Testing the affiliation hypothesis of homoerotic motivation in humans: the effects of progesterone and priming

Diana S. Fleischman, Daniel M. T. Fessler, Argine Evelyn Cholakians

Research output: Contribution to journalArticlepeer-review

310 Downloads (Pure)

Abstract

The frequency of homoerotic behavior among individuals who do not identify as having an exclusively homosexual sexual orientation suggests that such behavior potentially has adaptive value. Here, we define homoerotic behavior as intimate erotic contact between members of the same sex and affiliation as the motivation to make and maintain social bonds. Among both male and female nonhuman primates, affiliation is one of the main drivers of homoerotic behavior. Correspondingly, in humans, both across cultures and across historical periods, homoerotic behavior appears to play a role in promoting social bonds. However, to date, the affiliation explanation of human homoerotic behavior has not been adequately tested experimentally. We developed a measure of homoerotic motivation with a sample of 244 men and women. Next, we found that, in women (n = 92), homoerotic motivation was positively associated with progesterone, a hormone that has been shown to promote affiliative bonding. Lastly, we explored the effects of affiliative contexts on homoerotic motivation in men (n = 59), finding that men in an affiliative priming condition were more likely to endorse engaging in homoerotic behavior compared to those primed with neutral or sexual concepts, and this effect was more pronounced in men with high progesterone. These findings constitute the first experimental support for the affiliation account of the evolution of homoerotic motivation in humans.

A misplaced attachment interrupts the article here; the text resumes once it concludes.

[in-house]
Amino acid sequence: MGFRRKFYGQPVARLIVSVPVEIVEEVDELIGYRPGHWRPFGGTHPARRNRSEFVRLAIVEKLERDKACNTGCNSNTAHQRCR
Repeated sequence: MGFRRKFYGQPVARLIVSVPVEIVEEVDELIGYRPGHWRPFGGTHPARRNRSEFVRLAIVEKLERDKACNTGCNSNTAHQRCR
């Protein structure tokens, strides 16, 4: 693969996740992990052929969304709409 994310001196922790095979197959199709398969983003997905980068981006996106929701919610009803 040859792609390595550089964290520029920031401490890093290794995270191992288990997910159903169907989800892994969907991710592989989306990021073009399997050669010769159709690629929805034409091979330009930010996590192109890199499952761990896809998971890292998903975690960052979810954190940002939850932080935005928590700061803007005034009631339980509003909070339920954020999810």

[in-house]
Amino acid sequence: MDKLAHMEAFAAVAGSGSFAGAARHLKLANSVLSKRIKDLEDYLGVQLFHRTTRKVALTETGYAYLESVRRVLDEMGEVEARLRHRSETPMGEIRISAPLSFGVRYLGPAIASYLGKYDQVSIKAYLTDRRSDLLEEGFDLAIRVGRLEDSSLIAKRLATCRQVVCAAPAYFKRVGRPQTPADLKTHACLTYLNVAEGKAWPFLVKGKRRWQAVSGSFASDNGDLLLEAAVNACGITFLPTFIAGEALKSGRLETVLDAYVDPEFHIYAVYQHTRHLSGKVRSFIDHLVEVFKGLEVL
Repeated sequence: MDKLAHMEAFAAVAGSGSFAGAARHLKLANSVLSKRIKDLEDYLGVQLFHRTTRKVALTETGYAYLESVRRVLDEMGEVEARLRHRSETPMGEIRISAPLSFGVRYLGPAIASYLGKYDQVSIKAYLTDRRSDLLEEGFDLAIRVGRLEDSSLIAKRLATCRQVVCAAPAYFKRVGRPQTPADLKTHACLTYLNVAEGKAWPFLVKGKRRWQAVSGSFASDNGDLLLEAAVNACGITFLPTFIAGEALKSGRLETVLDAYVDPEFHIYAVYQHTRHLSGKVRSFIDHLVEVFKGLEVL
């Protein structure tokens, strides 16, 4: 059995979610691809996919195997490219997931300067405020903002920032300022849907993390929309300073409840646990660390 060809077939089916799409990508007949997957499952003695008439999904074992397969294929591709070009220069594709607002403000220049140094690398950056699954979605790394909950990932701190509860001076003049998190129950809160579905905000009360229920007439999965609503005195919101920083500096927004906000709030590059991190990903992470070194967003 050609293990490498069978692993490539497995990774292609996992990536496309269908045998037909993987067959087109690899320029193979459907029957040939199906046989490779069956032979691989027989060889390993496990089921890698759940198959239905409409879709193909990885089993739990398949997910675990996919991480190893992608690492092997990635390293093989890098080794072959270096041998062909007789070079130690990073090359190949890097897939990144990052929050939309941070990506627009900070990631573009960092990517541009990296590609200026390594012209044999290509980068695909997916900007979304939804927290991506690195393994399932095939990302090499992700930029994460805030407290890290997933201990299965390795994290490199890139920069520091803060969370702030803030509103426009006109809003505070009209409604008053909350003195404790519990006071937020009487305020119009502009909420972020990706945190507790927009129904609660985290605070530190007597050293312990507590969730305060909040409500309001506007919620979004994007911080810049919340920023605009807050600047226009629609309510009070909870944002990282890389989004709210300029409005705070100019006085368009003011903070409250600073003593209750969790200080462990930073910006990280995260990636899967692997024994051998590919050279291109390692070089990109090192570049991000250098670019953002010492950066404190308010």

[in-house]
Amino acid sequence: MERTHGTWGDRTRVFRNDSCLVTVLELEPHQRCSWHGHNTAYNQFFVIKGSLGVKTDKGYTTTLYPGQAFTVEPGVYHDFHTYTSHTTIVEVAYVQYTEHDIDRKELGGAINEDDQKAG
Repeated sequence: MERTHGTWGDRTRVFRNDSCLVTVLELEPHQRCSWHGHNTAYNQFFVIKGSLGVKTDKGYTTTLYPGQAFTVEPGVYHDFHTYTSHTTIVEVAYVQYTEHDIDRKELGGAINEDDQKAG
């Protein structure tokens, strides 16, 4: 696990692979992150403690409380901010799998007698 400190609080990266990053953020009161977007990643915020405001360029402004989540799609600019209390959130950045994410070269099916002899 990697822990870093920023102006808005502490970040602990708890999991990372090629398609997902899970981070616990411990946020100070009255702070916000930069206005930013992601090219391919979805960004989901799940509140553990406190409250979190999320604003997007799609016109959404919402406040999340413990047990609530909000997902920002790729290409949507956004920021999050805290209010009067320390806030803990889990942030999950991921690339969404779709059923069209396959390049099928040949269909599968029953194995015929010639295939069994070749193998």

Original languageEnglish
Pages (from-to)1395-1404
Number of pages10
JournalArchives of Sexual Behaviour
Volume44
Issue number5
Early online date25 Nov 2014
DOIs
Publication statusPublished - 1 Jul 2015

Fingerprint

Dive into the research topics of 'Testing the affiliation hypothesis of homoerotic motivation in humans: the effects of progesterone and priming'. Together they form a unique fingerprint.

Cite this